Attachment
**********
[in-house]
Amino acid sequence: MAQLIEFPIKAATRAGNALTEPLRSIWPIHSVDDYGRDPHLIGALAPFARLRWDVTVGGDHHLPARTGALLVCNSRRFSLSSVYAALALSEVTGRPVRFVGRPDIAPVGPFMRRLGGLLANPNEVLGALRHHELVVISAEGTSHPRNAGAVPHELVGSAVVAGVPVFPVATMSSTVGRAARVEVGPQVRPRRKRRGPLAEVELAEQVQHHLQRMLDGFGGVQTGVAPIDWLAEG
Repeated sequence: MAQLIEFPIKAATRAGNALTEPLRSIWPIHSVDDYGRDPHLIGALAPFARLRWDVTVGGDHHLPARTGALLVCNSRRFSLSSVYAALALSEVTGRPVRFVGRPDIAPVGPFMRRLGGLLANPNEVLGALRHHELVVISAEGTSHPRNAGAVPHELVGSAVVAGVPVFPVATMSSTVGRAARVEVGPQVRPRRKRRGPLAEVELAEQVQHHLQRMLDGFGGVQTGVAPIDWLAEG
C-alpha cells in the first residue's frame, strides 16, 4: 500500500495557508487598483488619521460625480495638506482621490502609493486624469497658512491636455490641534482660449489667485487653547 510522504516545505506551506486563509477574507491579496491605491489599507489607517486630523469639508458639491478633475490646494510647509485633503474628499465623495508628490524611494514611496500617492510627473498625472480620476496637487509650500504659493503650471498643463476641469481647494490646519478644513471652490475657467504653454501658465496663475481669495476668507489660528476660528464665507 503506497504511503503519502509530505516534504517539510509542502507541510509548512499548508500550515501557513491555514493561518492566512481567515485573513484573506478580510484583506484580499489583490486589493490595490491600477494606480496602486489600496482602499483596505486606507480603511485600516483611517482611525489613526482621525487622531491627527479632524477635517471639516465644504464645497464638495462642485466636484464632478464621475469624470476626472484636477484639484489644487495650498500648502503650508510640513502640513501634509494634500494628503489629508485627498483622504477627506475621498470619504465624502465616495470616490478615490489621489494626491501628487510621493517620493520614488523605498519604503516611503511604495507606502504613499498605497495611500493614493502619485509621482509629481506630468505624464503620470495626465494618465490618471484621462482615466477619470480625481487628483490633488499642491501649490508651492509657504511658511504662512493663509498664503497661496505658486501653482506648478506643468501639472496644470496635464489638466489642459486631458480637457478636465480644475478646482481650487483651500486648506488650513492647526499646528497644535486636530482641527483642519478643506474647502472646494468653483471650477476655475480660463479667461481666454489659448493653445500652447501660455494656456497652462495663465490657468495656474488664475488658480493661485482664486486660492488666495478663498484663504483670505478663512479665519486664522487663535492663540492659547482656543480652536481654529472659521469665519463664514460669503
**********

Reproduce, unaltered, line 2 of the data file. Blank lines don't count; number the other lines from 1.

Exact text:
Amino acid sequence: MAQLIEFPIKAATRAGNALTEPLRSIWPIHSVDDYGRDPHLIGALAPFARLRWDVTVGGDHHLPARTGALLVCNSRRFSLSSVYAALALSEVTGRPVRFVGRPDIAPVGPFMRRLGGLLANPNEVLGALRHHELVVISAEGTSHPRNAGAVPHELVGSAVVAGVPVFPVATMSSTVGRAARVEVGPQVRPRRKRRGPLAEVELAEQVQHHLQRMLDGFGGVQTGVAPIDWLAEG